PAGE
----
I tried to insert one of their scrollers here, but while it worked in preview, it didn't display on the actual posting. Don't know if this is because of the blog host or the service itself - ymmv, so do plenty of testing before full implementation! ;-)
Eugene left a comment on one of my posts that he and a friend have started a new website called Google Librarian. It's nice and clean, and there are a few good tip sheets up already - looks like he wants to create a community.
Someday you or I might have an audio recording made during a live talk (with ppt or Keynote) that we'd then want to post for our distance students. Doug's soliciting solutions and if there's a good way to do it, it'll probably show up in the comments section: Slides Synched to Sound.
While Peter is a pretty technologically advanced guy, he's not a librarian, so it's really nice when someone like him appreciates minor innovations: Annals of Cool Library Innovations.
Link: EBSCO Publishing.
LISTA database Free to all Interested in Libraries and Librarianship EBSCO Publishing is proud to provide the Library, Information Science & Technology Abstracts (LISTA) database as a free resource to anyone interested in libraries and information management. This world-class bibliographic database provides coverage on subjects such as librarianship, classification, cataloging, bibliometrics, online information retrieval, information management and more. Delivered via the EBSCOhost platform, LISTA indexes more than 600 periodicals plus books, research reports, and proceedings. With coverage dating back to the mid-1960s, it is the oldest continuously produced database covering the field of information science.
Note: Be sure to set a bookmark for http://www.libraryresearch.com. This link takes you directly to the LISTA database. Make it a "favorite" so this free resource is available whenever you need it!
Early last week I read a pretty interesting piece by George Dyson called Turing's Cathedral; it's a summary of a talk he gave during a visit to Google HQ last month. Most of the article went over my head, but the quote he used to close the piece really struck a chord:
"When our machines overtook us, too complex and efficient for us to control, they did it so fast and so smoothly and so usefully, only a fool or a prophet would have dared complain." -- Simon Ings, Headlong (1999)
Now where this gets fun for me is that Dyson didn't fully attribute the quote - he just said "science fiction writer Simon Ings", but I wanted to know where it came from, so I found Simon's website and I emailed him to ask where the quote came from.
He quickly wrote back that it came from his book Headlong, which is now out of print. That prompted me to ask him what his thoughts were as an author on the whole Google
His reply, reprinted here with his permission, was exactly what I would've expected from an author, and this is the second author who's told me pretty much the same thing (the first was an academic writer):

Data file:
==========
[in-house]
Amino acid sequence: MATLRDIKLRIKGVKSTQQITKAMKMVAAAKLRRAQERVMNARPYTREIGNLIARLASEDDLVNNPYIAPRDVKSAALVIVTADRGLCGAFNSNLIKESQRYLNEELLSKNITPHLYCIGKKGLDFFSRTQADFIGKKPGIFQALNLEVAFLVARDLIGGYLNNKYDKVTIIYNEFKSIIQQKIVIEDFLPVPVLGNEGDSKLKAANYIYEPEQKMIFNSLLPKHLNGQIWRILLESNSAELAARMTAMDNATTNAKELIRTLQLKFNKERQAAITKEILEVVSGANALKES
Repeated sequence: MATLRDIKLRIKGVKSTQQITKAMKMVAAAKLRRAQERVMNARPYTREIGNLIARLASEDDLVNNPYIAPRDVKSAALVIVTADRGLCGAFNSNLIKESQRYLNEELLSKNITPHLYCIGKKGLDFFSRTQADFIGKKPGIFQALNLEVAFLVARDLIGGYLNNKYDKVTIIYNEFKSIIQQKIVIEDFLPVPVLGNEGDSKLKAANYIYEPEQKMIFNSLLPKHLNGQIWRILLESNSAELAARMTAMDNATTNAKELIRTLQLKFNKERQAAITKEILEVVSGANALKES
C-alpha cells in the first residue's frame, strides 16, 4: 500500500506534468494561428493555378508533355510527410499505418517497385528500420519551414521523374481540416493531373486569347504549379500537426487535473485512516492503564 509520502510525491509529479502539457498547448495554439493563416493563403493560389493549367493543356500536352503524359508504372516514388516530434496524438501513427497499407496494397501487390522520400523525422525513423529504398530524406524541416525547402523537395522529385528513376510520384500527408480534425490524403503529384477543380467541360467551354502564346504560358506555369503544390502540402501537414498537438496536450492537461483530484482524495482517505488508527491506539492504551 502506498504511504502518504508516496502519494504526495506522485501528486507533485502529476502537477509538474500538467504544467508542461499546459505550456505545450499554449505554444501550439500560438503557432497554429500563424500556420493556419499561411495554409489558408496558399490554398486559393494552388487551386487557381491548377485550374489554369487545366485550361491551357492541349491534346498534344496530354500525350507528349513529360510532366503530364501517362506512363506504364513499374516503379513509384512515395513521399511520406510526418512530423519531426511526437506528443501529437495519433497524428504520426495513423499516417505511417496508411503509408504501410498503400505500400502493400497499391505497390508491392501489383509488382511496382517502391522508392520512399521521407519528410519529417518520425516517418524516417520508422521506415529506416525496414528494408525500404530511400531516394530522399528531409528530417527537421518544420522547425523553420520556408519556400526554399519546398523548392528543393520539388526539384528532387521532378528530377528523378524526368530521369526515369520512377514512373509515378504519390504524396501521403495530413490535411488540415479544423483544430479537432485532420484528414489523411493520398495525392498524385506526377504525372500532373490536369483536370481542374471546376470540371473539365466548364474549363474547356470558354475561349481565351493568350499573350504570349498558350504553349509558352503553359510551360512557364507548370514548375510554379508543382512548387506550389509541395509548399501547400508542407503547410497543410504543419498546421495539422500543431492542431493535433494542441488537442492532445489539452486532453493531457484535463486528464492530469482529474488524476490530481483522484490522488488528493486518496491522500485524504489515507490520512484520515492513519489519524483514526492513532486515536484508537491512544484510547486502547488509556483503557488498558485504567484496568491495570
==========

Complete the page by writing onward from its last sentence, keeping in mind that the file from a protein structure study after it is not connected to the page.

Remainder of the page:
Your note about the OOP status of Headlong prompts me to ask your opinion of the Google Print project, in which they're scanning copies of books both in and out of print w/o permission of publishers or authors. It would seem that it could do you no harm to have a copy of Headlong fully-searchable through Google (they say they'll not display the full text, but only a snippet around the found text), and in fact if enough people found out about your book that way it might even go back in print, which would be beneficial to you. But that's just my outsider's opinion; do you have one as an author?
And Simon replied,
An interesting question: are you involved in this debate? Your job title suggests this is your bread and butter -- or may become so.
A lot of writers -- and agents, incredibly -- are running so scared of services like GooglePrint, and I cannot for the life of me see why. My shelves are crammed full of books – fiction and non-fiction – which I found out about while using the Web for research. I don't use Google Print very much but I have recently used amazon.com's 'search inside' function, and this is the closest experience to actual browsing I've ever come across on-line.
And it was, quite frankly, a delight: for us in the UK at the moment, the bookshops are stocking fewer and fewer titles, so a good honest browse is becoming a rare pleasure. Yet isn't this how books get discovered and read?
For the past twenty years, the bookshops here have been relying on the same tired formula to shift units: the 'three for two' bargain. They have no innovation, no understanding of how readers find books, and no interest in any but the major sellers. (This calamitous tunnel-vision last year actually reduced the sales of major sellers by a staggering 15%!). I don't bother with bookshops any more. Nor do many of the writers I know.